Team DSM's bikes and components come from Scott Sports, and they even provide shoes for some riders, so it's perhaps unsurprising to see that they also supply the team with its range of helmets. 

We gave the brand's aero helmet four stars in our Scott Cadence Plus review, and the team also has access to the Centric Plus, and on time trial days, the team uses the Scott Split Plus. All of which utilise MIPS for increased protection in the event of a crash. 

Go to Scott Sports

Riders from Movistar and Alpecin-Fenix are given the choice of four helmets from Abus. For maximum ventilation there's the Airbreaker, for speed there's the Gamechanger, for a mixture of the two there's the Stormchaser, and for time trials riders use the Gamechanger TT. Except for Van der Poel, who naughtily switched out for a Lazer Volante at the last minute. 

Go to Abus

Dave Brailsford's Ineos Grenadiers team (and its former guises of Team Ineos and Team Sky) have been sponsored by Kask since the team's inception. 

The team has been wearing the same Kask Protone helmet for seven years now, meaning Carapaz and Thomas are is still rocking the same lid that Froome used when he crashed out on the cobbles in 2014. That said, some riders have been sporting the strangely-named Wasabi aero helmet launched early this year. 

Against the clock, riders have two choices - the short-tail Bambino, or the slightly longer Bambino Pro. 

Go to Kask

By the calculations of the Virginia Tech Lab, Jumbo Visma riders are at the lowest risk of concussion in the event of a crash, as the Lazer G1 (Known as the Lazer Genesis in Europe) is the safest road helmet they've ever tested. The teams also have the aero Lazer Bullet at their disposal, but riders have been using the better-ventilated G1 for the most part - cooler heads prevail, and all that.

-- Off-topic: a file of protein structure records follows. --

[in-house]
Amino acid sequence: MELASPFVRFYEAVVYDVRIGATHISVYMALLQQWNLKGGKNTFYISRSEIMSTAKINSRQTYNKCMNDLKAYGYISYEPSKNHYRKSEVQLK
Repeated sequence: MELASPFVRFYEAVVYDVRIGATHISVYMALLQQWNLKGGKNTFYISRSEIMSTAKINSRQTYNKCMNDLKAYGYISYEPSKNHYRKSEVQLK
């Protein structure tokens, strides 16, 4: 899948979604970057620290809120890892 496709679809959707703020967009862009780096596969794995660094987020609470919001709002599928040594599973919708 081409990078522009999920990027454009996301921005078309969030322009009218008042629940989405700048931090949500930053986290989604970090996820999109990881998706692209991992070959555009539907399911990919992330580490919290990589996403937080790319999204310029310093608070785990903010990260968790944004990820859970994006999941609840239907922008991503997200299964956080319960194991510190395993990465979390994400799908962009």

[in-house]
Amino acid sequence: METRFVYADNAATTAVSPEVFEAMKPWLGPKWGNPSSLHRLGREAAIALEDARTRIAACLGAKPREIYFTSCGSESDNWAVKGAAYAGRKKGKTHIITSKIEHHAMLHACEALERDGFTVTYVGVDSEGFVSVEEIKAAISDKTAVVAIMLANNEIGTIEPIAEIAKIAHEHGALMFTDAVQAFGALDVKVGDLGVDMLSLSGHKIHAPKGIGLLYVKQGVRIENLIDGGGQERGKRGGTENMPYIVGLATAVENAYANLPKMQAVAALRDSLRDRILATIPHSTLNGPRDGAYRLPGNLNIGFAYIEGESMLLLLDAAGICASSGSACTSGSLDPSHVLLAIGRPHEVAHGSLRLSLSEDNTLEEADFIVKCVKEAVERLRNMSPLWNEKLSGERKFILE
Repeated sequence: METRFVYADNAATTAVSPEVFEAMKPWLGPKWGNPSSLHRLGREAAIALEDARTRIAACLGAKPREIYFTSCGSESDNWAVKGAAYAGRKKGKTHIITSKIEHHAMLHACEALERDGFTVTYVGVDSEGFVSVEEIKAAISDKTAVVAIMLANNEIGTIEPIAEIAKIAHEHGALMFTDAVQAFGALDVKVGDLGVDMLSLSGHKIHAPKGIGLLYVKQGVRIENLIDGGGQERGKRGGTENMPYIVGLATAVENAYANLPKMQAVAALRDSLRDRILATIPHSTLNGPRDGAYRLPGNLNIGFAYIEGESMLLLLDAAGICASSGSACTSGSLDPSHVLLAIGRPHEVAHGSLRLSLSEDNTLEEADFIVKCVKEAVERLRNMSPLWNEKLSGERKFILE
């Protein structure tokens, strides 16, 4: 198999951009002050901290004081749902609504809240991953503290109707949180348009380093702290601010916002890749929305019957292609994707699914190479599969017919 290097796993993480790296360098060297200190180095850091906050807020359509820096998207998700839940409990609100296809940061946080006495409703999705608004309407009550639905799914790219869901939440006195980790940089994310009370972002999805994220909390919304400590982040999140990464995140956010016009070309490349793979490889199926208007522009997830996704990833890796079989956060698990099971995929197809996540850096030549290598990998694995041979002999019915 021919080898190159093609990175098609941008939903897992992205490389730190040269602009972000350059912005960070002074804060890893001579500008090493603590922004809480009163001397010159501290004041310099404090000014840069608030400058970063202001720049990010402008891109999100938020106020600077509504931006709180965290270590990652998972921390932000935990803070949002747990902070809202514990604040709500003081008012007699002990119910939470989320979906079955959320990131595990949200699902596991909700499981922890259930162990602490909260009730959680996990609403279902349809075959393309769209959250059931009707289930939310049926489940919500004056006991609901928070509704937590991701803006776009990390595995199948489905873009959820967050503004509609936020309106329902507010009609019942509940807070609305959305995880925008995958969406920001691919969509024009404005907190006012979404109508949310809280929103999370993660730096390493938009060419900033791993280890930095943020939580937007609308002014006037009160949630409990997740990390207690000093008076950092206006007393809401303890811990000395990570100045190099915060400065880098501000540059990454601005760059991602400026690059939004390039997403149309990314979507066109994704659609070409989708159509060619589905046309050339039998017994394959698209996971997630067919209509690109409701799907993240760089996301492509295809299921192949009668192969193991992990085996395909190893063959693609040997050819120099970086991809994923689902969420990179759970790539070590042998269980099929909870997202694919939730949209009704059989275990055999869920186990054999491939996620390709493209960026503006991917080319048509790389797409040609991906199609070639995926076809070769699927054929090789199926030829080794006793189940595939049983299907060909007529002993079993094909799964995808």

They've seen their fair share of incidents so far, too. Such as Tony Martin being taken out by an over-enthusiastic spectator on stage 1 - a crash in which his head impacted the ground hard.  

Go to Lazer 

Bontrager claimed it had the biggest change in cycling for 30 years when it launched its range of WaveCel helmets, claiming up to 48x better protection against concussion thanks to the collapsible cellular structure inside the helmet. 

Some Trek Segafredo riders have foregone the opportunity to use the Bontrager XXX WaveCel helmet because it gets rather hot, so in its place, they've been using the Velocis MIPS.

However, in the absence of a time trial specific helmet from Bontrager, the team are using rebranded Aerohead TT helmets from Giro. 

Go to Trek Bikes 

GC favourite Tadej Pogačar and his UAE Team Emirates team have a choice of three road helmets and two time trial helmets from Met. 

On the road, there's the lightweight Trenta 3K, the all-rounder Rivale, and the newest addition to the lineup, the aero Manta. In time trials, most riders opted for the Drone Wide-body, but there's also the short-tail Codatronca.

As the current leader of the white-jersey young rider classification, Pogačar has been sporting a white version, while the rest of the team are wearing black and red. 

Go to MET Helmets

If there are any helmet brands in this list that you've never heard of, it's the sponsor of the Intermarché - Wanty - Gobert Matériaux team, Force. 

The Czech company is supplying the team with two helmets to choose from, the Orca aero helmet or the more breathable Lynx. 

Time trials see the riders switch to the Globe, although Louis Meintjes sneakily used an unbranded Kask Bambino.

Go to Force

Last but not least on this list, B&B Hotels P/B KTM have been wearing road helmets from Bollé. All riders have used the brand's Furo MIPS, but not unlike Trek Segafredo, with the brand's absence of a time trial helmet, the team switched to the Giro Aerohead TT for the stage 5 time trial.   

Go to Bollé Helmets